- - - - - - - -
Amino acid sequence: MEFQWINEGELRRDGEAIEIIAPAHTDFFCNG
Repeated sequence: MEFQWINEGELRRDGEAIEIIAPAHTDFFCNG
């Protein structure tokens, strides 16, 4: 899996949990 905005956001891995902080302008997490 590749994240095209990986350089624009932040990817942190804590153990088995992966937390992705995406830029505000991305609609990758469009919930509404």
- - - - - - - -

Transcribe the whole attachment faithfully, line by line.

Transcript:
Amino acid sequence: MEFQWINEGELRRDGEAIEIIAPAHTDFFCNG
Repeated sequence: MEFQWINEGELRRDGEAIEIIAPAHTDFFCNG
């Protein structure tokens, strides 16, 4: 899996949990 905005956001891995902080302008997490 590749994240095209990986350089624009932040990817942190804590153990088995992966937390992705995406830029505000991305609609990758469009919930509404």